One retired Caymanian is revisiting the gardens of her childhood to inspire her own front-yard farming, raising plants just like her parents and grandparents used to do.
Donna Bryan‘s roadside nursery, located in front of her George Town home on Fairbanks Road, is worth a stop, even if it’s not for plants. This Bracker-turned-George Towner holds a multitude of Caymanian cultural traditions and stories that will keep you entertained for hours.
The tiny nursery can easily be missed, so if you’d like to pay a visit, keep a sharp lookout for the colorful establishment tucked away in the bushes and greenery not far from the Field of Dreams baseball complex.
Crotons, petunias, impatiens, coleus and flowering purslane spill out of cleverly arranged hanging pots, herbs and greeneries within clay pots are arranged on wooden benches. In the garden, beautiful host plants, like hibiscus, desert roses and shamrock, are ripe for clippings.
After retiring at age 60, Ms. Bryan decided to supplement her income by cultivating and selling plants. She said she has always loved working with plants, as well as thatching and sewing.
“I don’t think I can make a living from it though,” she said, a sad note in her voice.
“Things are hard these days and I have lots of grandchildren that need a little help after losing their father,” she continued.
“I also have medical issues and the little plant sales help with my income from working on the bus,” she said.
Growing up on Cayman Brac, Ms. Bryan, like most Caymanians, learned sewing, thatching and craft work, and inherited a love of plants from her parents.
She has fond memories of her mother’s garden in the Brac.
“I loved to watch my mother tend the garden and remember her telling us not to touch her special aralia tree as we played in the grass, and I enjoyed when the rains came that brought in the great smells from the garden,” she recalled.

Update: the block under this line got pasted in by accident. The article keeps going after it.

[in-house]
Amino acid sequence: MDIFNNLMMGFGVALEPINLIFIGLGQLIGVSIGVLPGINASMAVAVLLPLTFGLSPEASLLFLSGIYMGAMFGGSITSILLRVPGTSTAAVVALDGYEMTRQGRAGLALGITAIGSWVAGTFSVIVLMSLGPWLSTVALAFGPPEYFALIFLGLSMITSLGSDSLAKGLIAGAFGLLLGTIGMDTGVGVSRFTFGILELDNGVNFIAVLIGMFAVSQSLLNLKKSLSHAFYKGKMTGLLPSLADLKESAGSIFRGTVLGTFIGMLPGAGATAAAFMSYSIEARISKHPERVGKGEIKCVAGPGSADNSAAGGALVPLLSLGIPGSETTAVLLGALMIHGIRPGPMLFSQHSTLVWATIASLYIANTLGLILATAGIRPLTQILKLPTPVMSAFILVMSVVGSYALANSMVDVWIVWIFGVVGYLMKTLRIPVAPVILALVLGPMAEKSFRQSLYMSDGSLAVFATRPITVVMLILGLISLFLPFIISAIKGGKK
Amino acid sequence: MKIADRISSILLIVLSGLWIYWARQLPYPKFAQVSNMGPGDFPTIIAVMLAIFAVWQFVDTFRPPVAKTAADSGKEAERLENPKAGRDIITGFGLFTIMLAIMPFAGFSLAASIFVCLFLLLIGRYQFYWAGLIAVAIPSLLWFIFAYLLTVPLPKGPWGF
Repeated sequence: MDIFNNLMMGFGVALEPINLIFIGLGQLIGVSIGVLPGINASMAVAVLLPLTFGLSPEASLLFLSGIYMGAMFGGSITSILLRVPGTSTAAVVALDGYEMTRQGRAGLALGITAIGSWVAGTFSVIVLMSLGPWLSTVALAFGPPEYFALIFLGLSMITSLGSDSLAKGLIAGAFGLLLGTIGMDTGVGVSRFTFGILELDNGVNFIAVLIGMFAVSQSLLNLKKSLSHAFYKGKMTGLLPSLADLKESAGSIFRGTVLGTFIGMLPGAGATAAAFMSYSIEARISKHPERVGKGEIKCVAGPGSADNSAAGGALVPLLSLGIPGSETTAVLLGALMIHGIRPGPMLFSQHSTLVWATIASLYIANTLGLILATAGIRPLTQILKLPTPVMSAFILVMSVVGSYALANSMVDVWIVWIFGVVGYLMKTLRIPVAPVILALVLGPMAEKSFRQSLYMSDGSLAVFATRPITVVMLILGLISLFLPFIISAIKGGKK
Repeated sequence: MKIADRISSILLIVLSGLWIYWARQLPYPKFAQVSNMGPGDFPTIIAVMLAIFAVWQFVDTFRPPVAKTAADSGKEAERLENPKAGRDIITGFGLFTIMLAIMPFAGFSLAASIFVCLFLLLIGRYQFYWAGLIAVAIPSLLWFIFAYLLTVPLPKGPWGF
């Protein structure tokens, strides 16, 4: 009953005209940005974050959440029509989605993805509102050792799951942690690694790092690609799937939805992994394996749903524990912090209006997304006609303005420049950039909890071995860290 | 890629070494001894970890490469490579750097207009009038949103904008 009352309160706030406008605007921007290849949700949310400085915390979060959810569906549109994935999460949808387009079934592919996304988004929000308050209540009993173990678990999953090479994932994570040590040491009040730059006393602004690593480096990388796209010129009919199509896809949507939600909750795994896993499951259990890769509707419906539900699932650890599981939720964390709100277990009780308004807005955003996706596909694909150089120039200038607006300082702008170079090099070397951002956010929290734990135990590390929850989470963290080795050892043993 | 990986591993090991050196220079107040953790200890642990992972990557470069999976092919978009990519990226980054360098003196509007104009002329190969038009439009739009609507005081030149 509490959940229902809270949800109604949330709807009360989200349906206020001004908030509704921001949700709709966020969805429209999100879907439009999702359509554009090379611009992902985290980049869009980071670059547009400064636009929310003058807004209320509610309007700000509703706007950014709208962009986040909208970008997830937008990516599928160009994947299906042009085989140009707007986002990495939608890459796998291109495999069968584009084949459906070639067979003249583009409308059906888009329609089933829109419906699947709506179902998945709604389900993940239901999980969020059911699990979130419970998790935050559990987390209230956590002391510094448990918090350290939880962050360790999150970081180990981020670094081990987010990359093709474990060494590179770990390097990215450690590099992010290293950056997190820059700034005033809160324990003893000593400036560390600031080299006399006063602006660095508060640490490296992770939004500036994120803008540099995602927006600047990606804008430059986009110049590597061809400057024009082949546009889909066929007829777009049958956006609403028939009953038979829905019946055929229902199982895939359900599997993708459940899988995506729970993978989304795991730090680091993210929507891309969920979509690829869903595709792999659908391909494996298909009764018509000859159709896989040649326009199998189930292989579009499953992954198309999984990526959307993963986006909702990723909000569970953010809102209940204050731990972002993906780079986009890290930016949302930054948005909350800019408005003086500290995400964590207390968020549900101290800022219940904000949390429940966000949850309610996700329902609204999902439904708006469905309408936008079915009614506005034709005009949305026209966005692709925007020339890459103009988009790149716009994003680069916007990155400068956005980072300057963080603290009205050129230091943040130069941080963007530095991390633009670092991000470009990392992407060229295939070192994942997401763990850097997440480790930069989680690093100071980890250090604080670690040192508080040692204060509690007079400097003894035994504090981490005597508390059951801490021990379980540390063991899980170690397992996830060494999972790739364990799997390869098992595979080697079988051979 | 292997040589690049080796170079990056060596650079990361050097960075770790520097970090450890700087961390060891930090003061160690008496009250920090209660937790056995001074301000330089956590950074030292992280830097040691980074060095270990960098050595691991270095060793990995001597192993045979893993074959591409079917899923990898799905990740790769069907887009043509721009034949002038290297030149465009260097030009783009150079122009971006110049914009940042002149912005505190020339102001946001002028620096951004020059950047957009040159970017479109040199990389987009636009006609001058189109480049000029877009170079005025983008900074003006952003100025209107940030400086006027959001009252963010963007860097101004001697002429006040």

“My mother loved crafts, people and plants – she was also one of the best seamstresses in Cayman Brac. Everything I got from my mother,” said Ms. Bryan, proudly explaining that gardening was in her blood.
Ms. Bryan’s Fairbanks Road plant nursery came about when she started potting plant clippings friends and family were throwing away. Once they caught, she planted a tree in her yard so she would have a “mother plant” from which she could get her own clippings to grow other plants.
“My pleasure is getting to see the beauty in my plants every day,” she said.
“I talk to them, especially when I see a little bud forming; then I coax it along so it won’t die. Researchers believe that talking to plants may stimulate growth because of the carbon dioxide produced when people exhale as they speak,” she continued.
“When you can look at God’s nature and see how living plant-like things are able to grow, it makes me have a great appreciation of nature.”
Ms. Bryan’s time in the garden has given her a chance to reflect on her childhood and how life has changed for the people in Cayman in a relatively short time.
Her childhood memories are full of adventures, like climbing the Cayman Brac Bluff, enjoying the outdoors, swimming, and collecting fruits and plants.
“Saturday evening, when all the chores were finished, we roamed the bushes to pick seagrapes, coco plums and mangoes, all these things that children do not take advantage of today that [are] very healthy,” she recollected.
When she came home from school, she would help her mother sew items to sell to tourists.
“Those days, things were much cheaper and you could stretch the dollar, plus we had a lot of seafood and ‘breadkind’ to make do,” she said.
“Honestly, I think life in the Cayman Islands is much harder for the poorer class of people today than it was years ago.”